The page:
Han Won Song returned to the faculty of Seoul National University yesterday after a four-year course of studies in what he now feels able to joke about as the "college of real society."
A professor of political sociology, Han was dismissed in 1976 for writings deemed critical of the South Korean government. Since then, he has been arrested five times for questioning about political statements urging the revival of democracy. Barred from teaching, he earned a living as editorial adviser for Christian publications.
Yesterday was his homecoming. The students applauded and shouted greetings when he entered the classroom. "I told them I had spent four years in the college of real society," he said. "I will be lecturing a lot about that."
Hans return is part of a board revival of campus liberties in South Korean 4 1/2 months after the assissination of President Park Chung Hee, whose authoritarian, administration had strictly limited academic freedom.
Beginning in 1973, the country's colleges were stripped of their more outspoken professors and restive students. Lectures were monitored by spies placed on campus by the Korean Central Intelligence Agency. Students were classified according to their dissident thoughts and hundreds were expelled.
The new civilian government has been moving gradually to dismantle vestiges of the old regime. Police and KCLA agents have been removed from campus autonomy in supervising students. Academic freedom is gradually being restored, although it remains to be seen how extensively it can be used.
Most visible of all reforms is the return of professors and students, many of them recently freed from prison and granted amnesty. The Ministry of Education estimates that since 1973, about 800 students had been expelled and 39 professors ousted. It says 639 students have been reinstated and 25 professors rehired.
The reforms who hastened to an awareness that South Korea's volatile students might take to the streets in protests this year unless changes were made to assure more freedom on campus.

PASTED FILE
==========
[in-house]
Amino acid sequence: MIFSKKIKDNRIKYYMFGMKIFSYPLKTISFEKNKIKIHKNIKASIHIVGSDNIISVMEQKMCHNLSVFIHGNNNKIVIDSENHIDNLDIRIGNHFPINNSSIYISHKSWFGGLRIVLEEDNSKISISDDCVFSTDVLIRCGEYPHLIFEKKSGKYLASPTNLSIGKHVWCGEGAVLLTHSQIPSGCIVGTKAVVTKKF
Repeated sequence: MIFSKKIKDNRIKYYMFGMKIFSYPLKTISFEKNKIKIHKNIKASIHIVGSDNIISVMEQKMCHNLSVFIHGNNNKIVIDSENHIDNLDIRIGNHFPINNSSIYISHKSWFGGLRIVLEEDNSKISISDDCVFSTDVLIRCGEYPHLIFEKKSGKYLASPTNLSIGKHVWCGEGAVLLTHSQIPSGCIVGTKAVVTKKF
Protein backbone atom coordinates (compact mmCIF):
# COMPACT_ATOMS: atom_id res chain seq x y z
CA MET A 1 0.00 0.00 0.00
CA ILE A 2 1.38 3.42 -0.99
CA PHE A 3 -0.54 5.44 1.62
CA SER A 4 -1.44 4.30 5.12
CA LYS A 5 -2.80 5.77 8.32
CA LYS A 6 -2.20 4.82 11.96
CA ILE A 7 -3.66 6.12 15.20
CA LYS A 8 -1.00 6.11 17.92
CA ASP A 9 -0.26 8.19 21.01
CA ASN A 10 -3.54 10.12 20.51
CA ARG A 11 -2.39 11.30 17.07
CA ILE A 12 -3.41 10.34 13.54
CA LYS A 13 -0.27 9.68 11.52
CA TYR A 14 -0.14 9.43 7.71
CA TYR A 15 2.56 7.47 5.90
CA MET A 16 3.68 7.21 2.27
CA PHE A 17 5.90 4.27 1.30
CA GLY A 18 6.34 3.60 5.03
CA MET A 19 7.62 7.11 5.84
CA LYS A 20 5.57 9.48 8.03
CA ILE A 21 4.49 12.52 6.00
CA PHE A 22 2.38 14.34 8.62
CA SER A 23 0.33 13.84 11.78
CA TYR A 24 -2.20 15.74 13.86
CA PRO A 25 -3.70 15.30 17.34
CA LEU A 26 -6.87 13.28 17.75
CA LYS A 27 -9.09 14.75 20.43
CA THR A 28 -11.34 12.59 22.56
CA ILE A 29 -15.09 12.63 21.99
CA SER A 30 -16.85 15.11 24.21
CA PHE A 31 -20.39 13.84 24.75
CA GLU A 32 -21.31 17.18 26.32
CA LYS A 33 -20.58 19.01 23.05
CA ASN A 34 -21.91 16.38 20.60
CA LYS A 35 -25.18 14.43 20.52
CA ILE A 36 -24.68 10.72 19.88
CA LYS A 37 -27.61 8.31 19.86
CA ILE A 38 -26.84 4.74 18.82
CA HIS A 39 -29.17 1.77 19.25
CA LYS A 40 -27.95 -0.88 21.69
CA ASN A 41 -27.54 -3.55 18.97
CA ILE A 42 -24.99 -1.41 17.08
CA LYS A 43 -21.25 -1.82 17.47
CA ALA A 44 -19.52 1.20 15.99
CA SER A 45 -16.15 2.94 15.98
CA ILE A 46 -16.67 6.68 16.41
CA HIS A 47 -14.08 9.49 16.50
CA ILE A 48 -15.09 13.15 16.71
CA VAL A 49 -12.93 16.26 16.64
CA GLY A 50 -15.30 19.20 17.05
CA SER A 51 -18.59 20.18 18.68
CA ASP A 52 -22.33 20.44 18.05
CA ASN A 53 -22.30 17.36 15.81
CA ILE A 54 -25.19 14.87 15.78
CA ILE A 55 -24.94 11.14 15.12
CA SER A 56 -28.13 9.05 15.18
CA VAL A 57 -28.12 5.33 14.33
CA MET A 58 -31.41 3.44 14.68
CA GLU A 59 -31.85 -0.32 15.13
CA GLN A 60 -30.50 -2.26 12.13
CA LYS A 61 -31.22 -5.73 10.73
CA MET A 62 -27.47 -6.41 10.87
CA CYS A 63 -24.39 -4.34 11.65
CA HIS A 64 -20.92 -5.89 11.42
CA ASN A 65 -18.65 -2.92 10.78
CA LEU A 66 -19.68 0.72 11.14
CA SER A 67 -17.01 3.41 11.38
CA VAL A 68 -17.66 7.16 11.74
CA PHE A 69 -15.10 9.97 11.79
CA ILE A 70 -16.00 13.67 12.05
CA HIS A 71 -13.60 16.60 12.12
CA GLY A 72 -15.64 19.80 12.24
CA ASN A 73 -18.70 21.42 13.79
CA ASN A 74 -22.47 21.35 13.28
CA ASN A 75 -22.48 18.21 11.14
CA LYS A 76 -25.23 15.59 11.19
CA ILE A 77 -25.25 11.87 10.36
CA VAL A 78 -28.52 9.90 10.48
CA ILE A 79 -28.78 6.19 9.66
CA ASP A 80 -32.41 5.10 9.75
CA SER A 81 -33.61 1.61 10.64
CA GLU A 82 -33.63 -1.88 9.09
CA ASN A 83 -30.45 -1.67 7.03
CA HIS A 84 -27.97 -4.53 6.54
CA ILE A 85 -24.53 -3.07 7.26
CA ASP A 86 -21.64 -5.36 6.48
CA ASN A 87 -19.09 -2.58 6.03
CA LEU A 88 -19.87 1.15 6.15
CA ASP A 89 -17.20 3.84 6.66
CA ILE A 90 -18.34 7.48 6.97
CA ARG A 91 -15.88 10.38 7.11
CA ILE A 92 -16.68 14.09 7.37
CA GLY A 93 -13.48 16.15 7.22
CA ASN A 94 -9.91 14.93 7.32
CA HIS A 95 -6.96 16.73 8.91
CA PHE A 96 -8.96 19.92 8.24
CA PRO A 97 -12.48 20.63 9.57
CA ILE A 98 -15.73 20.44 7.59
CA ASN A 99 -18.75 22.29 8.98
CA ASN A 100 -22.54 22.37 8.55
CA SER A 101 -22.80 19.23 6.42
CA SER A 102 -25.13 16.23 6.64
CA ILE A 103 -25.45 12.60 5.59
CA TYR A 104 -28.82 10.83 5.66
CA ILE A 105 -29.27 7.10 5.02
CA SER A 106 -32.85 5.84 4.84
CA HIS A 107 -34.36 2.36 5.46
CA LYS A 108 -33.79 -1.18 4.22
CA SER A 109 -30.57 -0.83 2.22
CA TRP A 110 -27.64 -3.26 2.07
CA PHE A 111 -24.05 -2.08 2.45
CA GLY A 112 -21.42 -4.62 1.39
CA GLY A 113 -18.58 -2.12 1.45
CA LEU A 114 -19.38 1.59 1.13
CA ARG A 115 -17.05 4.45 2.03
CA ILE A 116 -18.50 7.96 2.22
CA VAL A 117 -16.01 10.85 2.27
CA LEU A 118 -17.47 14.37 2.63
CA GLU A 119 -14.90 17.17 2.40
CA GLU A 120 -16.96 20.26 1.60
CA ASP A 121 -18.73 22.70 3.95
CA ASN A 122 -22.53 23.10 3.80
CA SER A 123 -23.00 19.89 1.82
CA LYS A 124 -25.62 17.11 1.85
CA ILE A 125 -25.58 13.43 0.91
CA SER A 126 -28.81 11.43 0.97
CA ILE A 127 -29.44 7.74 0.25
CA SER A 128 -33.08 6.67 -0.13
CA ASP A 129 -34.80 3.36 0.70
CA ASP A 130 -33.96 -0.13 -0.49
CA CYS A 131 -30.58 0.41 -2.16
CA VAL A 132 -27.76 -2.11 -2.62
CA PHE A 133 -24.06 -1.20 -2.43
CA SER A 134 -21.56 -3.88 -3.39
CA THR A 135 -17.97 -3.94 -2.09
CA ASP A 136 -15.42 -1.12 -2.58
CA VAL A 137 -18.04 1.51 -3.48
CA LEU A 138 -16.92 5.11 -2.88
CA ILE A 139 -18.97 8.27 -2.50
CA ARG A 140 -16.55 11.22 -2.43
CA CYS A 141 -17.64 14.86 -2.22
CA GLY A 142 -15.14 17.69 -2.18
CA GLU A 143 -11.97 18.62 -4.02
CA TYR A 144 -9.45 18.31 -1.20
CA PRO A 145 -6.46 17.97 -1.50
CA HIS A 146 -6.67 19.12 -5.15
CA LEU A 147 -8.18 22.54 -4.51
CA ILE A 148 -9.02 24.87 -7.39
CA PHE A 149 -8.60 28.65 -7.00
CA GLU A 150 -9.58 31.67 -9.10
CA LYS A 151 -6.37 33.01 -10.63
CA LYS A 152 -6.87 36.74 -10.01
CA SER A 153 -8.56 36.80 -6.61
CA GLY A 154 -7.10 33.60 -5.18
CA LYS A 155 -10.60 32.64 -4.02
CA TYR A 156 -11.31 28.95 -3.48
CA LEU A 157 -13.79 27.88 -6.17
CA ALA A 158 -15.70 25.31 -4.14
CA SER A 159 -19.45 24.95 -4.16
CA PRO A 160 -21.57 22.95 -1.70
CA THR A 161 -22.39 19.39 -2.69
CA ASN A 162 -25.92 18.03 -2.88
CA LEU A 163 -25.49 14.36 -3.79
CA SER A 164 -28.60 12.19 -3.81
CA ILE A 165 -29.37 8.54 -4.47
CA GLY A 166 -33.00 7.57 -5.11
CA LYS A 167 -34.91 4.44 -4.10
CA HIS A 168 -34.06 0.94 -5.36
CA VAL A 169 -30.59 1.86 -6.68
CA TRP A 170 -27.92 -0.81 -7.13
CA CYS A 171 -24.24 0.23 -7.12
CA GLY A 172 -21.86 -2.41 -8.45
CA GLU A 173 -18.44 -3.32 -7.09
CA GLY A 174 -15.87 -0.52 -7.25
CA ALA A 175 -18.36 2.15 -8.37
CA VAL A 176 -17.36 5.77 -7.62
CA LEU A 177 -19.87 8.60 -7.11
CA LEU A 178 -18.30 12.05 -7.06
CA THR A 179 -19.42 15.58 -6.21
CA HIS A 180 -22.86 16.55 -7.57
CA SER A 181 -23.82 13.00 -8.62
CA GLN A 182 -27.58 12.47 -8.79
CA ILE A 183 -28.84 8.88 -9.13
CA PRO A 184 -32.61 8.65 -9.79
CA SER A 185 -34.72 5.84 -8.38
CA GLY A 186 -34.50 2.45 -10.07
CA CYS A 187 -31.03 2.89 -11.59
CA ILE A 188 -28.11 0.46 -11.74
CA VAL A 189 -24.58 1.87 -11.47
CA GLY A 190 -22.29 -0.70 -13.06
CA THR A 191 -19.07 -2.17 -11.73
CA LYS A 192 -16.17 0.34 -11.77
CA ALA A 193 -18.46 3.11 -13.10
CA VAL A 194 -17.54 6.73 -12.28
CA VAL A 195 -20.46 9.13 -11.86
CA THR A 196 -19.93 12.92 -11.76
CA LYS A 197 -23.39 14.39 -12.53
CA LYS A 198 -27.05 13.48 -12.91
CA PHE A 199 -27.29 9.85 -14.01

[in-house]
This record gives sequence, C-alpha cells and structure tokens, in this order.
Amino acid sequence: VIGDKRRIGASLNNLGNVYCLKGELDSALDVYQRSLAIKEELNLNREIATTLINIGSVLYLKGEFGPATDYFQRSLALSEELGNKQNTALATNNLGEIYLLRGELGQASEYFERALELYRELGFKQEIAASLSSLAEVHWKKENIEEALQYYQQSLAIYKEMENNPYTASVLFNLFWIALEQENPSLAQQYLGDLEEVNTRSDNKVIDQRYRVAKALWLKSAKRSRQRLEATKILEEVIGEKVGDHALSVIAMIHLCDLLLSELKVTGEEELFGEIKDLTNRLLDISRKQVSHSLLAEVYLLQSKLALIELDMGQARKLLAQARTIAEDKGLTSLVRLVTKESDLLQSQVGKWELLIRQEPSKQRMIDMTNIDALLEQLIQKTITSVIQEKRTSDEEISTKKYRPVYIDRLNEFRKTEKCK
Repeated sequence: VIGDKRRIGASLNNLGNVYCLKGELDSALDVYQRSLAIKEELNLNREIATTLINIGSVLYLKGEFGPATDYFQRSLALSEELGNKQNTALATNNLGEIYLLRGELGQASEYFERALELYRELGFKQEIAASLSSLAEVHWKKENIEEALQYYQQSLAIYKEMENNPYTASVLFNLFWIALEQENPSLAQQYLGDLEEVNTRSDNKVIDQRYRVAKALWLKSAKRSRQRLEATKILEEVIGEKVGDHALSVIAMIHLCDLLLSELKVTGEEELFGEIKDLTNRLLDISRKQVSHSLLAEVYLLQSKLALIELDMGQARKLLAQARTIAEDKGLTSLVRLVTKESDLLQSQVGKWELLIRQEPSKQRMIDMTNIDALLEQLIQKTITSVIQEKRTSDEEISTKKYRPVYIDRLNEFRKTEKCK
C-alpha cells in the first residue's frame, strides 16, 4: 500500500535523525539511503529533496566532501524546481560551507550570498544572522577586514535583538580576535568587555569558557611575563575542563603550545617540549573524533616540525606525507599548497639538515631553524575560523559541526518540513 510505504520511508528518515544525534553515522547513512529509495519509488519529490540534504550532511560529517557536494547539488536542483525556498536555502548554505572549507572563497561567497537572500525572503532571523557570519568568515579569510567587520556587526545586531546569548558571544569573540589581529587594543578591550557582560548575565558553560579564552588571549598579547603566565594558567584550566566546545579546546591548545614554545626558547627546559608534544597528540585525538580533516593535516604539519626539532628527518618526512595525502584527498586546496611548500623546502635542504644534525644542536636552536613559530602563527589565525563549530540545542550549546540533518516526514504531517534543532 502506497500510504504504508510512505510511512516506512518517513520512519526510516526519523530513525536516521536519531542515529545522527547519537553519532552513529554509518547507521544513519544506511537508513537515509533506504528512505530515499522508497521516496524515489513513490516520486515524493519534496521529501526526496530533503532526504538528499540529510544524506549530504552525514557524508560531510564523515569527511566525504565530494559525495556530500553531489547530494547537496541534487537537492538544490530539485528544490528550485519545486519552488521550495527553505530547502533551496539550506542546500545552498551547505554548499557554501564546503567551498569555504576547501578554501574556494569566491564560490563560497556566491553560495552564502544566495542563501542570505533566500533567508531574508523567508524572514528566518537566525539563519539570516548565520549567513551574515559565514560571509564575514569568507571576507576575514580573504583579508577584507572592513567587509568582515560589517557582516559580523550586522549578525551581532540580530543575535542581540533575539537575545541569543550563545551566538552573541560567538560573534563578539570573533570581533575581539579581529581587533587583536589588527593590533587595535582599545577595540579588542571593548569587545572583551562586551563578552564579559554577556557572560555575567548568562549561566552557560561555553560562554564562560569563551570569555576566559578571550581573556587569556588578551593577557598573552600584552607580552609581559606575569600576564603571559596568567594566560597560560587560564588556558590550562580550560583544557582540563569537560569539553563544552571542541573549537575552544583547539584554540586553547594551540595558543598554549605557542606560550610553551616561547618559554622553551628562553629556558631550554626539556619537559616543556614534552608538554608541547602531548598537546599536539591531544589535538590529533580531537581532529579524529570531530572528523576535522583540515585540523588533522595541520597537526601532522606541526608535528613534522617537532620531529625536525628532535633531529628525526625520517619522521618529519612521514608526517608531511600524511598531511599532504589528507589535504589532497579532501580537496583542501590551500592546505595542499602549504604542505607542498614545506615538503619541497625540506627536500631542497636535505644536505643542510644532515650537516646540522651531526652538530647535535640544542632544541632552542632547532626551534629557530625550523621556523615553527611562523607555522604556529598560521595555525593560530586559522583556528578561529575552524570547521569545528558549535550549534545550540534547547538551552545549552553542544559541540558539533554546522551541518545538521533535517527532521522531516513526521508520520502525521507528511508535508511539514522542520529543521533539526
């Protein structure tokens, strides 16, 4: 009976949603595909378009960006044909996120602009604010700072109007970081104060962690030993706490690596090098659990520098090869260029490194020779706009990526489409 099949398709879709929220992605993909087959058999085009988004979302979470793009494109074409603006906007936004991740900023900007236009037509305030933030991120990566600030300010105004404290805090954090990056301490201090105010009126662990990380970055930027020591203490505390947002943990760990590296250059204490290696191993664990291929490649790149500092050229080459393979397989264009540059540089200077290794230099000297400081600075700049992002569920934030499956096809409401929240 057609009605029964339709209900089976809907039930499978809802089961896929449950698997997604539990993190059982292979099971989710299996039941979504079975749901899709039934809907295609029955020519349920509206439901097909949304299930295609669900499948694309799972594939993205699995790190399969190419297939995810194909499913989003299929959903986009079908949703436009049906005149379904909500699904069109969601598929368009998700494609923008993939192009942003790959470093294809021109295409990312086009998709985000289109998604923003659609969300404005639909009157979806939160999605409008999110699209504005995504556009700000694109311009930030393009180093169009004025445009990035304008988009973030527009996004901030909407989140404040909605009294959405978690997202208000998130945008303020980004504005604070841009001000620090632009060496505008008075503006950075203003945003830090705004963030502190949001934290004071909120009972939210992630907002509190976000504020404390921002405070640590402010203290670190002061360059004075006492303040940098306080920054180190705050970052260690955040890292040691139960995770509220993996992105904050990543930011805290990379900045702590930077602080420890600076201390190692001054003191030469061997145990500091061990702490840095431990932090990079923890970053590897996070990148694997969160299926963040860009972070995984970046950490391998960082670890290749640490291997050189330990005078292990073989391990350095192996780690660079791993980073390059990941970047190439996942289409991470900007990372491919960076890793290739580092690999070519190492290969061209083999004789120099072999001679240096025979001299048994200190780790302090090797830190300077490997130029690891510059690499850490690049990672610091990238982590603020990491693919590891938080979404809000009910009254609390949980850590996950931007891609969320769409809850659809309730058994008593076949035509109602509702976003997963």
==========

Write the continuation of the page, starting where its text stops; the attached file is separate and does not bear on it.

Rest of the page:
Kim Ok Gill, the new minister of education, is regarded as one of the more reform-minded members of the present interim government. One of her actions abolished a bureau that funneled money to certain professors and student groups in exchange for their support. Dissidents had long believed the money was used to pay informants who reported on students and professors suspected of antigovernment sympathies.
In one controversial area, the government has been only partly successful in defusing student objections. The Student Defense Corps, which students resented as an instrument of government control, has been partly dismantled. Its leaders will now be elected by student members instead of appointed, but there is campus agitation to have it renamed or abolished.
The government's original plan to abolish the student military corps was modified at the insistence of the martial law authorities who have wielded influence over civilian matters since Park was assassinated on Oct. 26.
Some students also object to the continued presence on campus of progovernment professors they suspect were placed on faculties by Park's administrators to keep tabs on dissident students and professors.
Campaigns to oust them are opposed by several returning professors, who worry that new witch hunts might sweep the campuses and cause widespread unrest.
"I am asking my students not to push them too hard and to be very careful not to hurt them," said Kim Dong Gill, a history professor at Yonsei University who was reinstated last December.
A scholar who specialized in the life of Abraham Lincoln, Kim is typical of many professors who were dismissed and imprisoned for antigovernment activities. He was fired in 1974 and contends that several students were tortured into saying he had supported campus uprisings.
Kim spent a year in prison where he lectured jailed students on world history and English poetry. "It was really a rather joyful experience," he recalled.
After his release from prison, Kim was under house arrest at times and was followed whenever he moved around the city. Detectives watched homes and meeting halls where he lectured to religious groups.
It is not clear how much teaching freedom will be permitted. Professors interviewed this week said no firm guidelines have been established. The teaching of Marxist theory, for example, has been impossible and whether it will be revived is not known.
Professor Han has lost no time in testing the new boundaries. In his first lecture since returning to the Seoul National University campus, he compared past impediments to teaching sociology to problems encountered by German social scientists in Nazi Germany.
"I told them that the study of socialolgy could not grow under an authoritarian regime," Han said. "In some ways the German sociologists were more free, because they could flee the country and teach in exile."
Travel outside South Korea was and still is strictly restricted and Han had to turn down a 1977 Fulbright fellowship to study in the United States because the government would not give him permission to go abroad.